January 2014 Program

Solitary is Torture   by Karima Amin

   A new year always brings on thoughts and feelings of new energy, fresh ideas, and novel approaches. As Prisoners Are People Too, Inc. enters its ninth year of prisoner justice advocacy, 2014 will be a year of increased education and enhanced advocacy that serves to engage your input regarding local and statewide justice issues. We have always encouraged you to join us in advocating for justice, right here in Buffalo and beyond.  January has us bringing some attention to the plight of those who are held in solitary (isolated) confinement. We have highlighted this issue before and we’re doing it again to solicit your active involvement in challenging a prison policy that is cruel and inhumane. In a word: torture. Your voice, your signature, and your interest will help to move legislation that will end the kind of long-term solitary confinement that rots the mind, body, and spirit. We have known this for decades. The U.S. prison system incarcerates more of its people than any other country in the world and it also isolate more of its own citizens than any other country in history.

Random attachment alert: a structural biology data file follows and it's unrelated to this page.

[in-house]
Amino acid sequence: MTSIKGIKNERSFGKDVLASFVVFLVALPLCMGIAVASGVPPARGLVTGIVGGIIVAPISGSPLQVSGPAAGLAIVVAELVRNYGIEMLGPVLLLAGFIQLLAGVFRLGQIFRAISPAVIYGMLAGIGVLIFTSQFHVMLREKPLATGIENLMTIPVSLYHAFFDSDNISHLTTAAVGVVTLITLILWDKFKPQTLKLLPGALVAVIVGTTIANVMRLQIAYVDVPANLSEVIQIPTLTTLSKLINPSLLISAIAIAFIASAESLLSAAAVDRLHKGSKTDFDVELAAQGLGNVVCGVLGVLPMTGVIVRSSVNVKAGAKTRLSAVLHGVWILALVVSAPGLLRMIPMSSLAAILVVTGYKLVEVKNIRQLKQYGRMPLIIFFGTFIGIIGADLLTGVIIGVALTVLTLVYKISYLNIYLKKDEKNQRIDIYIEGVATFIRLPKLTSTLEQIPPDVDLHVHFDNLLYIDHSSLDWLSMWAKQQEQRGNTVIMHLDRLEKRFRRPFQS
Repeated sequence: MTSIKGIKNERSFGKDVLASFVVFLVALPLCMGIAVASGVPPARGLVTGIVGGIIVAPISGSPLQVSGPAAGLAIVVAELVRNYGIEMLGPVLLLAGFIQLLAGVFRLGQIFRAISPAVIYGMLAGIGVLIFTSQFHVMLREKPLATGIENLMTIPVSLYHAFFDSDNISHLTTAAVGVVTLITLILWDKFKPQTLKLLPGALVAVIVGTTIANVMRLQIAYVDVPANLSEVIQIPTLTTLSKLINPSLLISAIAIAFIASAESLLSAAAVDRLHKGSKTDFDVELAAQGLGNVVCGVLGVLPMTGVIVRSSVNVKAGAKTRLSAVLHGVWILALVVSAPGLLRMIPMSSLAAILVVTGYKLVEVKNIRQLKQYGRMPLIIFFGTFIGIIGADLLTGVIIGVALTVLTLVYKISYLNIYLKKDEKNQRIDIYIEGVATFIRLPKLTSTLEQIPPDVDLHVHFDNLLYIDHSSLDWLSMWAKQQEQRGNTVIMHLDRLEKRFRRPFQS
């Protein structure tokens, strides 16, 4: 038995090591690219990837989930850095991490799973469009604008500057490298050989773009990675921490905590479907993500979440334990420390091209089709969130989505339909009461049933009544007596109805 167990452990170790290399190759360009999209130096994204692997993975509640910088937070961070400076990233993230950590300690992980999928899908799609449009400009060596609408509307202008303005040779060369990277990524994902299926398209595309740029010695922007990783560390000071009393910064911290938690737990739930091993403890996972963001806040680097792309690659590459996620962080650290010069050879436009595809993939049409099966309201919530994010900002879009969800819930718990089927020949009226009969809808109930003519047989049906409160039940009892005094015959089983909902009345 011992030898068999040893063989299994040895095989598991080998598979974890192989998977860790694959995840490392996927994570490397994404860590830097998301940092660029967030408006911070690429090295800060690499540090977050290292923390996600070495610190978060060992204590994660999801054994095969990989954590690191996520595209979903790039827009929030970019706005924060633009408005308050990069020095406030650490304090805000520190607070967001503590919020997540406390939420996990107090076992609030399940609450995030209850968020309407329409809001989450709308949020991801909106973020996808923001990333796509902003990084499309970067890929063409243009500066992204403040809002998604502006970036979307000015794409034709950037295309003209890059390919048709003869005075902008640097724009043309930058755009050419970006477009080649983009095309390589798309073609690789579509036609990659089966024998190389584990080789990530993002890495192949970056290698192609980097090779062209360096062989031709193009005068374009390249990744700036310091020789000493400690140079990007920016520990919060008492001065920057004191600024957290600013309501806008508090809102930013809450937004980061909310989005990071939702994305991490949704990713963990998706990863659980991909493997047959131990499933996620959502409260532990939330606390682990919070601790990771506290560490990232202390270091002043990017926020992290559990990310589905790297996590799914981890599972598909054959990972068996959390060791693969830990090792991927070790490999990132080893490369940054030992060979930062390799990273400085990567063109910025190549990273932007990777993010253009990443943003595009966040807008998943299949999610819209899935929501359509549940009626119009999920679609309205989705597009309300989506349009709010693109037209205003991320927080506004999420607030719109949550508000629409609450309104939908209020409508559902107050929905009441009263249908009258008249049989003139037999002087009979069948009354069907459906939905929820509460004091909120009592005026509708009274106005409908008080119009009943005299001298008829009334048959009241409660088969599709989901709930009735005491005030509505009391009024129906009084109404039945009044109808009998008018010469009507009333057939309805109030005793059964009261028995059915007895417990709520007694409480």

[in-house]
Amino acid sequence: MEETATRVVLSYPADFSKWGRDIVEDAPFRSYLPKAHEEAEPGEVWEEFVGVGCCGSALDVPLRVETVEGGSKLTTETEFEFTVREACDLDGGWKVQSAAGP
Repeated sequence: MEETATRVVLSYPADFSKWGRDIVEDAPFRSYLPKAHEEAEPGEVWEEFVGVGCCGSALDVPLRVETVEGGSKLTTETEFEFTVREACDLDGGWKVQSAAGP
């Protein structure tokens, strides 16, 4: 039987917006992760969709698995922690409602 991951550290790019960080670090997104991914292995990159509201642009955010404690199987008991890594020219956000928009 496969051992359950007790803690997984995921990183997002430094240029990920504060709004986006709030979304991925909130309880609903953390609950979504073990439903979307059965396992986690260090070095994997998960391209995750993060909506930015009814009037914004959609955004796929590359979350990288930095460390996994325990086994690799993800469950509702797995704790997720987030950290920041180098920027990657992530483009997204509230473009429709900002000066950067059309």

Prison administrators say that solitary confinement provides discipline and prevents violence. Several studies, examining the relationship between prison violence and isolated confinement, have shown that this is generally untrue. While the U. S. has quadrupled its incarceration rate in the last thirty years, work, education and therapeutic programs have been discontinued. While prison space has increased, opportunities for rehabilitation on the inside have decreased. This is a recipe for violence.

 Currently, there are about 80,000 prisoners in solitary confinement.  While there are some who are truly dangerous and who pose a serious threat, most are not violent or dangerous. Some have mental health issues that are not being dealt with.  Some are escapees or suspected gang members. Long-term isolation is often misused, placing a person in solitary for years…even decades.